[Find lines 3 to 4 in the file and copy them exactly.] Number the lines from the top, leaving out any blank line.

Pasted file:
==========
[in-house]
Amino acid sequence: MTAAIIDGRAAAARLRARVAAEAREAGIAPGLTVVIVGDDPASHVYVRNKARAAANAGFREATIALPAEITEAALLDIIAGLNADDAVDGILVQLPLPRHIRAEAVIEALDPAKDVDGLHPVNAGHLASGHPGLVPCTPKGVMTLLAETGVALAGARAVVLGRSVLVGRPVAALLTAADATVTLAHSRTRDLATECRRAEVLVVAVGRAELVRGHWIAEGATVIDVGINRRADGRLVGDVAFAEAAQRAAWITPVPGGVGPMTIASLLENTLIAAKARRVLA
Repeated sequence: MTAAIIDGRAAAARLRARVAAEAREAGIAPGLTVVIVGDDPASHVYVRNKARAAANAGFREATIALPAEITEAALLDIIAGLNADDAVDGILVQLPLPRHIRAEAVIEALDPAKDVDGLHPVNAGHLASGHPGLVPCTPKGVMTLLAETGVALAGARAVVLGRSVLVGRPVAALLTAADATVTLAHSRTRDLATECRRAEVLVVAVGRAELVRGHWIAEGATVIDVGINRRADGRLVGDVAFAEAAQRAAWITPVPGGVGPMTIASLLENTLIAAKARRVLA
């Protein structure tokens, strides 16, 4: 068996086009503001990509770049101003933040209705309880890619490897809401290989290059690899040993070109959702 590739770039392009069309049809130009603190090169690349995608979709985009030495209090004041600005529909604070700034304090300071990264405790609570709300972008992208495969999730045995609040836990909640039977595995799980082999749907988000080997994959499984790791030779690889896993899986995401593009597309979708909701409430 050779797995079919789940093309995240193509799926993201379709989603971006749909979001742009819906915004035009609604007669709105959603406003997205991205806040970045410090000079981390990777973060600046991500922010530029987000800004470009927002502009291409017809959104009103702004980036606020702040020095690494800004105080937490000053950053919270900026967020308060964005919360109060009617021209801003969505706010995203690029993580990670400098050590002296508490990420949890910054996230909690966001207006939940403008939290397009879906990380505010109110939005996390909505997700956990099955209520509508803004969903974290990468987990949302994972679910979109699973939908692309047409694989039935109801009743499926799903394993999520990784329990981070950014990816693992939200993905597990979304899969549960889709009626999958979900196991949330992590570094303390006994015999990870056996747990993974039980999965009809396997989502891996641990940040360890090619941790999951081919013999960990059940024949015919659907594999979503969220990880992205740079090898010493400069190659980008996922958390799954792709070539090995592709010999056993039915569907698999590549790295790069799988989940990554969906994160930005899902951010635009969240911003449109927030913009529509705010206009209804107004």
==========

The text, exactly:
Repeated sequence: MTAAIIDGRAAAARLRARVAAEAREAGIAPGLTVVIVGDDPASHVYVRNKARAAANAGFREATIALPAEITEAALLDIIAGLNADDAVDGILVQLPLPRHIRAEAVIEALDPAKDVDGLHPVNAGHLASGHPGLVPCTPKGVMTLLAETGVALAGARAVVLGRSVLVGRPVAALLTAADATVTLAHSRTRDLATECRRAEVLVVAVGRAELVRGHWIAEGATVIDVGINRRADGRLVGDVAFAEAAQRAAWITPVPGGVGPMTIASLLENTLIAAKARRVLA
């Protein structure tokens, strides 16, 4: 068996086009503001990509770049101003933040209705309880890619490897809401290989290059690899040993070109959702 590739770039392009069309049809130009603190090169690349995608979709985009030495209090004041600005529909604070700034304090300071990264405790609570709300972008992208495969999730045995609040836990909640039977595995799980082999749907988000080997994959499984790791030779690889896993899986995401593009597309979708909701409430 050779797995079919789940093309995240193509799926993201379709989603971006749909979001742009819906915004035009609604007669709105959603406003997205991205806040970045410090000079981390990777973060600046991500922010530029987000800004470009927002502009291409017809959104009103702004980036606020702040020095690494800004105080937490000053950053919270900026967020308060964005919360109060009617021209801003969505706010995203690029993580990670400098050590002296508490990420949890910054996230909690966001207006939940403008939290397009879906990380505010109110939005996390909505997700956990099955209520509508803004969903974290990468987990949302994972679910979109699973939908692309047409694989039935109801009743499926799903394993999520990784329990981070950014990816693992939200993905597990979304899969549960889709009626999958979900196991949330992590570094303390006994015999990870056996747990993974039980999965009809396997989502891996641990940040360890090619941790999951081919013999960990059940024949015919659907594999979503969220990880992205740079090898010493400069190659980008996922958390799954792709070539090995592709010999056993039915569907698999590549790295790069799988989940990554969906994160930005899902951010635009969240911003449109927030913009529509705010206009209804107004």